Monkey Business

It’s time we faced the fact. The default position for most South African politicians is “scumbag”, and their automatic level of discourse is “childish”. I had to think carefully about using the word childish. It smacks of paternalism, and of that endless Western quest to stereotype Africans as children and noble savages. But thankfully, youthful leaguer Julius Malema has freed us all up to be as rambunctiously offensive as we wish, as long as we don’t name names.

So when he described a mysterious “ugly” woman in a blue dress dancing like a monkey while looking for election votes, it could have been any monkey. And in the same vein, when I refer to “childish” politicians, I am of course not referring to anyone whom we might take to be real, like the Youthful League’s Julius Malema.

I am also not referring to “Lousy” Floyd Shivambu (so named because of his predilection for describing the media as lousy, which I assume is an implicit criticism of our Department of Health as well as the level of hygiene in newsrooms). No, if you happen to think that “Nyeh nyeh nyeh” is a useful response by the ANCYL-biters to the Star‘s apology for some shoddy journalism, then you’ll also know that I can’t possibly be referring to Juju and Floyd as childish.

In much the same way, young Shivambu’s description of Independent Newspapers journalist Carien Du Plessis as a “white bitch” could have been meant for any white bitch, I’m sure. And he didn’t call her a black bitch, which would have been racist. There’s a certain delicious irony, of course, in the fact that white ideologues have spent so much time trying to ensure that whiteness is defined as normal, with the result that unthinking people would define black bitch as racist, but white bitch as sexist. But a country where some racism is seen as worse than others seems a high price to pay for having fun with irony.

Alas. Politicians are the new whores, and racism is the new black. Sex workers used to be the old whores, of course, but now they’re given a modicum of respect as sex workers, and thankfully we live in a society where feminism has made some inroads into rampant patriarchy. Not as many we would like, of course. Julius Malema still feels it’s entirely appropriate to insult Helen Zille based on her looks, and to compliment Angie Motshekga, the president of the ANC Woman’s League, on her beauty. Yes, black chicks of the ANC, you’re super hot! Keep on voting for us! A vote for the ANC is a vote to keep dicks in power! And by dicks, I refer to phallocentric morons. Again, I’m playing the Malema card. No names, no comeback. I could be talking about anyone, right?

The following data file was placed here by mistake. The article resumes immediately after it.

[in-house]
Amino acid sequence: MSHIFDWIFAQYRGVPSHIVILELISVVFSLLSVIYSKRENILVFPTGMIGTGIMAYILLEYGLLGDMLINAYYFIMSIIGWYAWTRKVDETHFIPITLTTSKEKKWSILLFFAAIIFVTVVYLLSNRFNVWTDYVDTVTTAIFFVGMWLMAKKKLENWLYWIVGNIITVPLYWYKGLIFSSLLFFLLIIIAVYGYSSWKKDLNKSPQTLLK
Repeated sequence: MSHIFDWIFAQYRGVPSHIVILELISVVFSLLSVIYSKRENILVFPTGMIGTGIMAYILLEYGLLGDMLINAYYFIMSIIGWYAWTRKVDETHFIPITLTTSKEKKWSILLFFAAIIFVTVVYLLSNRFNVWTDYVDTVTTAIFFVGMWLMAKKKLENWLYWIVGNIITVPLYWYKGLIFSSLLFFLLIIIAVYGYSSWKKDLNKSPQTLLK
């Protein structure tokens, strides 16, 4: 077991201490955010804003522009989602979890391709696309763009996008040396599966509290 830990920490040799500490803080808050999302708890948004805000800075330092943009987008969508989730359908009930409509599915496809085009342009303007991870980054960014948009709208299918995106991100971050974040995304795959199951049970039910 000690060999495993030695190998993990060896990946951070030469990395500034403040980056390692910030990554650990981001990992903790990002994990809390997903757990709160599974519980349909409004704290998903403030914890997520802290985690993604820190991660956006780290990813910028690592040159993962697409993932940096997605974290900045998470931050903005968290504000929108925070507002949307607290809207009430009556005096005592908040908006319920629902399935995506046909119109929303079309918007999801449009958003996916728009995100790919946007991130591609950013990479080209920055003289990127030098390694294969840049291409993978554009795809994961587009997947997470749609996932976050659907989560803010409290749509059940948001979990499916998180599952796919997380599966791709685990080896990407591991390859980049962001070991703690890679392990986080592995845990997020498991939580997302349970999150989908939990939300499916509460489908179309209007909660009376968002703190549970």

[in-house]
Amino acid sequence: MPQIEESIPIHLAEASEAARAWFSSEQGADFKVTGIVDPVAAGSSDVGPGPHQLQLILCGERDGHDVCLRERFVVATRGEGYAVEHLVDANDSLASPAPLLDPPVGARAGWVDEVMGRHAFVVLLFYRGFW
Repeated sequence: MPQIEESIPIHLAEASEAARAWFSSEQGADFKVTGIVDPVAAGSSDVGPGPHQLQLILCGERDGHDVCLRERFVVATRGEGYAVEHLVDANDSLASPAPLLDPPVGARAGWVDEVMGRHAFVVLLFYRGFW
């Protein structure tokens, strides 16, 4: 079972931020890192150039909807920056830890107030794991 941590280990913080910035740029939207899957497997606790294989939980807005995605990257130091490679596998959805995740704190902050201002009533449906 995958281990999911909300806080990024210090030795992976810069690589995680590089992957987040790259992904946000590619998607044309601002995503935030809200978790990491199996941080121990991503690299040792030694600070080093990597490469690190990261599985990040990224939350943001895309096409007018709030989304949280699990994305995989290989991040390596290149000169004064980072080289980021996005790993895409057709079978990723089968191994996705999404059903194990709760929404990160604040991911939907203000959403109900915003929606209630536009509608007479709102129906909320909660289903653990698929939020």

Why are politicians whores? Because they’re playing into an evil system where you are compelled to sell your soul to survive, and to ensure the survival of that system. Well, I say compelled — I’m sure the majority of our soulless civic leaders are all too eager to strip down to their Burberry g-strings, hold their noses, and leap into the gravy trough to frolic with wild abandon. Why am I using the decidedly un-pc term whore as a metaphor? Because apparently we can forget about fighting this battle with reason and intellect. It’s “know your enemy” time. Will politicians ever be called sex workers? I hope so, because that’ll mean that democracy has made the same strides as the current social contract that is problematised patriarchy, moving from a position where only a few are privileged, to one where everyone has a role to play. But let’s not hold our breath.

There’ll be a lot written this week about whether it’s racist for a black man to refer to a white woman as a monkey. We know — if by “know” we mean unconscious received wisdom — that it would be racist to call Juju a monkey. But is it racist to call Helen Zille a monkey? Oh, who cares. By this stage South African politicians have so debased and devalued the issue of racism, the general populace thinks Affirmative Action is some sort of reality show on DSTV. That’s the real crime here — in a country where race and racism are very real and important issues, our scumbag politicians have turned them into childish insults in a schoolyard.

  • Follow Chris on Twitter @chrisroperza, or visit his blog chrisroper.co.za

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    Chris Roper
    Chris Roper

    Chris Roper was editor-in-chief of the Mail & Guardian from July 2013 - July 2015.

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